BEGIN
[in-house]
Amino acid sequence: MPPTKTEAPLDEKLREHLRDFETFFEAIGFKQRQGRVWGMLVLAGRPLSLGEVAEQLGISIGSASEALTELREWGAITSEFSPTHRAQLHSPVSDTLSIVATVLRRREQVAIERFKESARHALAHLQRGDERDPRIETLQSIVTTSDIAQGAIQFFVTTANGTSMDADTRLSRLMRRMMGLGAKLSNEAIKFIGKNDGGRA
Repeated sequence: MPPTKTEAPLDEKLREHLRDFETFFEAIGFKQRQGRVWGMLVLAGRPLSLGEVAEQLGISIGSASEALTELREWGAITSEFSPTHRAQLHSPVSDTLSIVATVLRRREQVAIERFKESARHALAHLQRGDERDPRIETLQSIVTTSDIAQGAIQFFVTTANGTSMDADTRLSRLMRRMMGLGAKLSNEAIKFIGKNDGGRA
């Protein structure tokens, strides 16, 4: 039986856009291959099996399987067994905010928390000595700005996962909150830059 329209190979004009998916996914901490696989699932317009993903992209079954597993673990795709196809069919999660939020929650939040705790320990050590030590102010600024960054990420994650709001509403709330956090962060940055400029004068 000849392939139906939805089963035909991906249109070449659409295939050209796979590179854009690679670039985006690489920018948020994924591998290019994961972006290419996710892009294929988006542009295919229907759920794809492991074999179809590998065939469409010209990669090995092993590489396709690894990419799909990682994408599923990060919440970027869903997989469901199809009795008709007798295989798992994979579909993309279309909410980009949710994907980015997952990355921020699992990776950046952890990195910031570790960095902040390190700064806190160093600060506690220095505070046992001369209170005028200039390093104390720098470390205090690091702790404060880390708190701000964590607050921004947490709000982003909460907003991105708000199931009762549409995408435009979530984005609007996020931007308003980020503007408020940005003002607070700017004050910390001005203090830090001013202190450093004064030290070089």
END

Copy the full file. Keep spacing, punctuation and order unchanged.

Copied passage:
[in-house]
Amino acid sequence: MPPTKTEAPLDEKLREHLRDFETFFEAIGFKQRQGRVWGMLVLAGRPLSLGEVAEQLGISIGSASEALTELREWGAITSEFSPTHRAQLHSPVSDTLSIVATVLRRREQVAIERFKESARHALAHLQRGDERDPRIETLQSIVTTSDIAQGAIQFFVTTANGTSMDADTRLSRLMRRMMGLGAKLSNEAIKFIGKNDGGRA
Repeated sequence: MPPTKTEAPLDEKLREHLRDFETFFEAIGFKQRQGRVWGMLVLAGRPLSLGEVAEQLGISIGSASEALTELREWGAITSEFSPTHRAQLHSPVSDTLSIVATVLRRREQVAIERFKESARHALAHLQRGDERDPRIETLQSIVTTSDIAQGAIQFFVTTANGTSMDADTRLSRLMRRMMGLGAKLSNEAIKFIGKNDGGRA
């Protein structure tokens, strides 16, 4: 039986856009291959099996399987067994905010928390000595700005996962909150830059 329209190979004009998916996914901490696989699932317009993903992209079954597993673990795709196809069919999660939020929650939040705790320990050590030590102010600024960054990420994650709001509403709330956090962060940055400029004068 000849392939139906939805089963035909991906249109070449659409295939050209796979590179854009690679670039985006690489920018948020994924591998290019994961972006290419996710892009294929988006542009295919229907759920794809492991074999179809590998065939469409010209990669090995092993590489396709690894990419799909990682994408599923990060919440970027869903997989469901199809009795008709007798295989798992994979579909993309279309909410980009949710994907980015997952990355921020699992990776950046952890990195910031570790960095902040390190700064806190160093600060506690220095505070046992001369209170005028200039390093104390720098470390205090690091702790404060880390708190701000964590607050921004947490709000982003909460907003991105708000199931009762549409995408435009979530984005609007996020931007308003980020503007408020940005003002607070700017004050910390001005203090830090001013202190450093004064030290070089």